The film has moments where the story is unnecessarily stretched; however the score keeps you engaged throughout the film. The music of the film was composed in India and has four songs; each of them is different from the other. It’s a shame that the energetic dance number called Naughty Saiyyan sung by Supriya Ramalingam and Mohit Pathak is not being played in every neighbourhood in the country.

The film fits in the tradition of Lollywood which has long been looking for its time back in the spotlight. This will be an interesting and original experiment of commercial cinema which the masses will be able to connect to.

Verdict: The System is as poignant as the trailer of the film, full of sound and fury signifying nothing in terms of content but spot on stylistically. Shehraz however is a good contribution to the league of Pakistani actors and given the time can prove to be one of the better new faces.

Published in The Express Tribune, June 2nd, 2014.

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Reader Comments (5)

  • Niolfer Baloch
    Jun 2, 2014 - 4:19AM

    “Finally 2014 has see the first film released” so many of the others release posters and songs and take years to materialize but this film fighting the odds managed to get itself released. We need to know the bottleneck of so many films announced and so few make it through the pipeline for a film media to be healthy there has to be a constant flow of releases not all will be mega hits but we can all learn at least the tide is changing in Pakistani films there are some people with talent and vision that can hopefully end the dying saga of Lollywood & its sad history.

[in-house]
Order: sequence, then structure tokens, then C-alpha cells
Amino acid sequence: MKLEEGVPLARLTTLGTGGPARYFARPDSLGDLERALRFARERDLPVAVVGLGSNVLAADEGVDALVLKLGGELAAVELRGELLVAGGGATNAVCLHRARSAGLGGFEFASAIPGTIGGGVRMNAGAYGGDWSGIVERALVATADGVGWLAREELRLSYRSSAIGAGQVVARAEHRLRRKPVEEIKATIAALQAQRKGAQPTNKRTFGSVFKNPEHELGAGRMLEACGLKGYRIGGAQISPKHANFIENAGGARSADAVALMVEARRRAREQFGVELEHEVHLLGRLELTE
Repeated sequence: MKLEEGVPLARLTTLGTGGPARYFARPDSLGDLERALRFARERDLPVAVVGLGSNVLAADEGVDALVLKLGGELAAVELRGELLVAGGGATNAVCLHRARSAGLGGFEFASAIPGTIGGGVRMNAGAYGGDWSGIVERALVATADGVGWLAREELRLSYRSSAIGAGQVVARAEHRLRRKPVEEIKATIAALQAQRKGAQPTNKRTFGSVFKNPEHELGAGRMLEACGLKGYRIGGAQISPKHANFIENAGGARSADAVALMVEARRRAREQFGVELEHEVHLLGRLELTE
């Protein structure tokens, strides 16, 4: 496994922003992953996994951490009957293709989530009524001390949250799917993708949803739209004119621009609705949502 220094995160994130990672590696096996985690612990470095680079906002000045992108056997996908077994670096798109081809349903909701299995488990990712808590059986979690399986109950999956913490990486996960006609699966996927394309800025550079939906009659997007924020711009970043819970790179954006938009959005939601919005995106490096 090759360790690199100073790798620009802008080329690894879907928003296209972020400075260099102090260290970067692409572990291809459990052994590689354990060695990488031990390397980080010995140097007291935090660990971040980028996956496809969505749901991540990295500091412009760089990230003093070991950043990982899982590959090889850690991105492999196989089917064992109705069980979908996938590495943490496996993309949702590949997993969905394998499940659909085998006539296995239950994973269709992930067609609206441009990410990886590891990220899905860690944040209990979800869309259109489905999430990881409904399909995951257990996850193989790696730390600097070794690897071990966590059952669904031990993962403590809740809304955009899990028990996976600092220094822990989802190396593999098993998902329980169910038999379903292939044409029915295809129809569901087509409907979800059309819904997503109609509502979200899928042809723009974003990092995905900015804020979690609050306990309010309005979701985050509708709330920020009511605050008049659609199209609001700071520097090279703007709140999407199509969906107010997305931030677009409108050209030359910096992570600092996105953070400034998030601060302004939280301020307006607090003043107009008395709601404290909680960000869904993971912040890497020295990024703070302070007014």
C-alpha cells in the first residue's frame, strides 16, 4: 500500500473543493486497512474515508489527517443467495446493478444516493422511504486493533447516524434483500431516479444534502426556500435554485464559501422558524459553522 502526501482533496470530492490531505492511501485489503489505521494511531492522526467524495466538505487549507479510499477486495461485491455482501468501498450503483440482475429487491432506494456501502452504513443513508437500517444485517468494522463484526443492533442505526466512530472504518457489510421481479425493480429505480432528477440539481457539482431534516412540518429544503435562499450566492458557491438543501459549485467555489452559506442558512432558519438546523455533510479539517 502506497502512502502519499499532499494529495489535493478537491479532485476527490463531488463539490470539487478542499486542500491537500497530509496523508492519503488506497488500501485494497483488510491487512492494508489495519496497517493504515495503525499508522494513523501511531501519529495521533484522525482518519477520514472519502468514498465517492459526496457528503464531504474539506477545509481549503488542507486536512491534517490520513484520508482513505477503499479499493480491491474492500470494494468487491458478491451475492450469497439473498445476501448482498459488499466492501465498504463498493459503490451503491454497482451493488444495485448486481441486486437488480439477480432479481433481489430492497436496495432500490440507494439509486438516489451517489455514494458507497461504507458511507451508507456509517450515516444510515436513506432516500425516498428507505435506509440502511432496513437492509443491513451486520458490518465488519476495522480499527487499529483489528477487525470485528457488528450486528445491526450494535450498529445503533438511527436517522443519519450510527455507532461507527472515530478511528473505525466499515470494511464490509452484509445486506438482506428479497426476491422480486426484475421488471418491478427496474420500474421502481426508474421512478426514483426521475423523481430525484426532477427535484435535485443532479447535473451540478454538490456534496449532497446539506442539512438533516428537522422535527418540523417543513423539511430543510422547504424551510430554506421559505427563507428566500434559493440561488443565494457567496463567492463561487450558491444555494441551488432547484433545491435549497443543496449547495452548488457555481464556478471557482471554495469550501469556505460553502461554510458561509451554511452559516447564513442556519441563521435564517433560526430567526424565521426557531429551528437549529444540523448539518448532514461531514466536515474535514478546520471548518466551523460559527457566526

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  • great news
    Jun 2, 2014 - 9:04AM

    looking forward to watching it.. Pakistan film industry has a lot of potential

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  • Realist
    Jun 2, 2014 - 10:04AM

    I simply couldn’t take the film seriously given the amateur-ish / B-movie style trailer that made it seem like a complete joke. Congrats to the team for locking distribution and getting it onto the big screen… but come on, we need to move beyond mindless 80s-style flicks and create something fresh.

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  • Zubdiah-un-Realist
    Jun 3, 2014 - 12:24AM

    @Realist – I simply couldn’t take the film seriously given the amateur-ish / B-movie style People like this never cease to amaze me! Have you ever heard the words…baby steps?
    Pakistan film industry has just surfaced to produce films albeit a few but at least compared to the previous years we do have audiences that are coming back to the cinema. The we have the uppity people like @ Realist who expect a grander type of film, Do you know the challenges that face our film makers have to go through. There is limited financing, very little proper distribution and a huge percentage that anxiously wait to download the film on torrents and other illegal sites. There is no real film school or academy to train actors, technicians and set designers our film industry in NOT Bollywood so get off your high horse and support our films by watching them NOT every film will be great for you can please some of the people some of the time but you cannot please all the people all the time.

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  • Jun 3, 2014 - 10:11AM

    I think a big round of applause for these guys for at least trying and making an effort